For all you employers out there who regularly rely on "temp" agencies to supply individuals to fill gaps your day-to-day operations and cover for exigencies that arise, a recent decision from the Third Circuit Court of Appeals should give you pause and (perhaps) yet another thing to worry about (yay, law!)
In Faush v. Tuesday Morning, Inc. (available here), the Third Circuit held that a "temp" worker assigned by a temp agency to work at Tuesday Morning, Inc., could be considered an "employee" of Tuesday Morning for claims of race discrimination under Title VII and the Pennsylvania Human Relations Act (PaHRA).
The factual scenario was rather unremarkable and probably familiar to most employers. Tuesday Morning (a home-goods retailer) was in the process of opening a new store in Pennsylvania. But because it didn't yet have a full complement of employees at the new store, it needed to bring in some "temp" workers as a "stopgap measure." So, Tuesday Morning contracted with Labor Ready, a temp staffing firm, for help. One of the individuals Labor Ready sent to work at Tuesday Morning was Matthew Faush. Faush was an employee of Labor Ready, and only worked at the Tuesday Morning store for a few days. He claimed that while there, he and other African-American "temp" employees were subjected to racial slurs and abuse by white workers and the manager of Tuesday Morning. Faush filed suit against Tuesday Morning under Title VII and the PaHRA, claiming he was an "employee" of Tuesday Morning and had suffered from unlawful race discrimination.
Tuesday Morning sought (and won) a legal ruling from the trial court dismissing Faush's case on the basis that Faush was not its employee.
The Third Circuit disagreed.
After examining all the facts, the Court held that while Labor Ready set Faush's pay rate, paid his wages, taxes, and social security, and maintained his workers' compensation insurance, those factors did not foreclose Tuesday Morning's classification as Faush's "employer." Specifically, the Court noted that Faush worked exclusively at Tuesday Morning's store and Tuesday Morning assigned Faush all of his job tasks, which were the same or similar to those Tuesday Morning assigned its regular employees. Tuesday Morning supplied Faush with all of the tools and materials he needed to complete his assignments, verified his working hours, directly supervised his tasks, and provided him with site-specific training. The Court also found that by because Tuesday Morning paid Labor Ready an hourly rate that was dependent upon the number of hours Faush worked (including any potential overtime), Tuesday Morning was really "indirectly pa[ying] [Faush's] wages, plus a fee to Labor Ready for its administrative services." The services contract between Labor Ready and Tuesday Morning also provided that Tuesday Morning retained ultimate control over whether Faush was permitted to work at its store, and could request a replacement employee for Faush at any time. The agreement even referred to Faush (and all of the other "temp" employees supplied by Labor Ready) as "Temporary Employees,"of Tuesday Morning, and required Tuesday Morning to maintain a workplace that was "free from discrimination and unfair labor practices," in compliance with "all applicable federal, state and local laws and regulations concerning employment," including Title VII. The Court thus held that it was ultimately up to a jury to determine whether, on these facts, Tuesday Morning was Faush's "employer."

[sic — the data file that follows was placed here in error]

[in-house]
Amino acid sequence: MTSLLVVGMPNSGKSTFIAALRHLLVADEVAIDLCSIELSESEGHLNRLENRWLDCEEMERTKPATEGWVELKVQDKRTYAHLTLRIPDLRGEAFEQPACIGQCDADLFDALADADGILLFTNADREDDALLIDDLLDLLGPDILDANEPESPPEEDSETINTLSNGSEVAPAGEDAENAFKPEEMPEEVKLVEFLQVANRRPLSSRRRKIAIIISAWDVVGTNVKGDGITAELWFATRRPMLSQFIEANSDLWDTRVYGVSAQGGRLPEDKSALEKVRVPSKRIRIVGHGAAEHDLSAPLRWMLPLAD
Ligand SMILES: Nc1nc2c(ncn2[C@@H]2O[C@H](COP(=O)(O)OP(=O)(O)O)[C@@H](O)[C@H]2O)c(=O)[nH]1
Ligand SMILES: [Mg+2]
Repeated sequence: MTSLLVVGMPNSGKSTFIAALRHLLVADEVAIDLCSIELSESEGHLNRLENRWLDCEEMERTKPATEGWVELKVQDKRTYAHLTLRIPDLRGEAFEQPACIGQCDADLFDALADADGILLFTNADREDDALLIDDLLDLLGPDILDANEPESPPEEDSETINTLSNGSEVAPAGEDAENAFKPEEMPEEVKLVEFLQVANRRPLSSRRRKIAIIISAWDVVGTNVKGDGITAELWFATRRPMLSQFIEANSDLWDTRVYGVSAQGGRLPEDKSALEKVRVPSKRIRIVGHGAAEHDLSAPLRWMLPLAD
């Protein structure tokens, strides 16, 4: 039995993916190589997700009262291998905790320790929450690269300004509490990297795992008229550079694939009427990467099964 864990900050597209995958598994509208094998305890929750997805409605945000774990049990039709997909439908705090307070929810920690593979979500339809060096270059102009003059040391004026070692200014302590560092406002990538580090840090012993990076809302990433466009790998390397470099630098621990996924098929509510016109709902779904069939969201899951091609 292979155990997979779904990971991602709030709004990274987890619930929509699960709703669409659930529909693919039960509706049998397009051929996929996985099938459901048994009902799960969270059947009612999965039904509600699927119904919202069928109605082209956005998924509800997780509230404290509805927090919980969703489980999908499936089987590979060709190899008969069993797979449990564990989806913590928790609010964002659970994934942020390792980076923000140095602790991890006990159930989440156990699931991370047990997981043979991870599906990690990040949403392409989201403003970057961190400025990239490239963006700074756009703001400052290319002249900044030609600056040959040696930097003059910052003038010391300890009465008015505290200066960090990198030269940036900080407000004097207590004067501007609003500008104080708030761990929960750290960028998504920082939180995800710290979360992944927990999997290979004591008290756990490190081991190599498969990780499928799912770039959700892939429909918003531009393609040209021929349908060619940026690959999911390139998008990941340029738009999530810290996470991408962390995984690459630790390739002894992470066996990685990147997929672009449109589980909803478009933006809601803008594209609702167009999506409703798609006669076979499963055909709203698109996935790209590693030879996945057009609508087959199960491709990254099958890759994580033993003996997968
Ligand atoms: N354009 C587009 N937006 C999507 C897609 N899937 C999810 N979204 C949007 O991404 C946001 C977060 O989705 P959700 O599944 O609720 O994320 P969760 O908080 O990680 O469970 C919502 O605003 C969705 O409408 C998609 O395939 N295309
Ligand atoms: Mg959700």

This case serves as a stark reminder for employers that sometimes, employees can have two "masters" (or as the law refers to it, "joint employers.") Just because an employer brings on a worker from a temp agency on a short-term assignment and the worker gets his/her paycheck and W-2 from the temp agency, does not automatically mean the employer is immune from claims under the federal and state anti-discrimination laws.
So, the take-away practice tip for employers here is: make sure to treat your "temp" workers the same way you treat your regular employees, because at the end of the day, the law may already be doing so.